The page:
All tolled the Kansas Legislature introduced 688 bills, 93 Resolutions and 24 Concurrent Resolutions. The legislature passed 111 bills, the governor signed 108 bills, vetoed 2 tax bills and allowed 1 bill (conceal carry) to become law without his signature. This works out to just of 18% of all bills introduced became law.
You can review all bills passed to date (6.20.17) here:
The Kansas Legislative Session ended this past weekend but not before tying the record for longest session in Kansas history. The session was extended due to tax, budget and school finance issues. Both chambers passed a tax plan and then began work on the budget.
The tax plan (CCR for SB 30) passed in the House Chamber first on a vote of 69-52 while the Senate was nearly there when they adopted the bill 26-14. The tax plan will raise $591 million in FY 2018, and $633 million in FY 2019, but it will run into some issues four years out.
Key components of the tax package are as follows:
- Three tiers of income tax: 3.1%, 5.25% and 5.7%.
- Eliminate Glide Path to Zero
- Eliminate the business pass-through exemption (LLC Exemption).
- STAR Bond authority extended for 3 years; 1-year moratorium on new projects.
- Medical, mortgage interest and property tax deductibility reinstated; 3-year phase in.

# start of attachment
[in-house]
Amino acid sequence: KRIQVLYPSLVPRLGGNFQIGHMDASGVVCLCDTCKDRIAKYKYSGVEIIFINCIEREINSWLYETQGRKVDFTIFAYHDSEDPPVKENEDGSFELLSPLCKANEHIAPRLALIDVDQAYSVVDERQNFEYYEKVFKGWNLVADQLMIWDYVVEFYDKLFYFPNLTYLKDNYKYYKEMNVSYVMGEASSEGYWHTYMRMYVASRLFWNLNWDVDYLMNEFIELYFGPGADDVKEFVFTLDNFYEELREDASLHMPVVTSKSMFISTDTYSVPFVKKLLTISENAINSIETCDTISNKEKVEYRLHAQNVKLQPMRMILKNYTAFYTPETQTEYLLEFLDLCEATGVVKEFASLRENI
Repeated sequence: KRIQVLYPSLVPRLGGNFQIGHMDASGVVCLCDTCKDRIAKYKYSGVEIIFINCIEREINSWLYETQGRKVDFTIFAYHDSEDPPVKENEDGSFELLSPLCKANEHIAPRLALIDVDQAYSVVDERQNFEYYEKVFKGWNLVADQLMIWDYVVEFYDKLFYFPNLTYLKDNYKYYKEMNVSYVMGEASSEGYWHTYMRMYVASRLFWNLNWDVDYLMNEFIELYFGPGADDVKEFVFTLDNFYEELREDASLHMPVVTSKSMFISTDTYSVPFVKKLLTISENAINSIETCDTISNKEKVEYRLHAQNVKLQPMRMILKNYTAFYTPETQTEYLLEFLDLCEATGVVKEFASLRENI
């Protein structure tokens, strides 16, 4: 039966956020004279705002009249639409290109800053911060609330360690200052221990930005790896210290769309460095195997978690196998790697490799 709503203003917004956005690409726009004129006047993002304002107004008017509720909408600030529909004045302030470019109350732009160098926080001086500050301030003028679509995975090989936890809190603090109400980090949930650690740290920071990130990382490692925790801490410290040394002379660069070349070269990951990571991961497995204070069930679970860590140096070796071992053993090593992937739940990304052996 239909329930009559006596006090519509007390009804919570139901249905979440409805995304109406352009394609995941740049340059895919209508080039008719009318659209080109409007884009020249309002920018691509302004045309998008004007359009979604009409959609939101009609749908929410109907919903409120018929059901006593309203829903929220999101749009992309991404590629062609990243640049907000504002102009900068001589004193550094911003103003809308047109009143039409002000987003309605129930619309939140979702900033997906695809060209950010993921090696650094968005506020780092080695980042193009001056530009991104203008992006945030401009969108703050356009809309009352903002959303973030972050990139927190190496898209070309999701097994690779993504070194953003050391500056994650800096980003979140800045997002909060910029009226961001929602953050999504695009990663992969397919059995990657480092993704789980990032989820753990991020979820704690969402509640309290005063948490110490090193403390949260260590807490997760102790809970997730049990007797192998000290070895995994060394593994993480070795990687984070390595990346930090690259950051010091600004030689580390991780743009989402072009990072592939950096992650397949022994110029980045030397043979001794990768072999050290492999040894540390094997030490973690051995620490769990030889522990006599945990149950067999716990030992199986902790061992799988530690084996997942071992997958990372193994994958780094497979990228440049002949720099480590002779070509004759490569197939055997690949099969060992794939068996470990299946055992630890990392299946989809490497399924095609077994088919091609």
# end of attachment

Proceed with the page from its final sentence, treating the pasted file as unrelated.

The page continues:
- Child care tax credit reinstated.
The bill is retroactive to January 1, 2017 with modified rates for this year: 2.9%, 4.9% & 5.2%.
The new income brackets are as follows:
$30,000 - $60,000 5.25%
Late Monday night (June 5th), as the Senate was about to vote on SB 30, the Governor issued a statement that he would veto the measure upon receipt. True to his word, he vetoed the bill midday Tuesday.
To override a gubernatorial veto, both chambers must garner 2/3 majority of its members. The Senate requires 27 votes, and the House requires 84.
The governor's Tax Plan Veto was overridden by the Senate on a 27-13 count and by an 88-31 vote in the House.
Regarding the judicial branch, I am happy to report that HB 2041—extending the judicial branch surcharge fund—was approved by the Governor on May 26th. As approved, bill also contained provisions from HB 2053, dealing with debts owed the courts and the process for collecting those debts.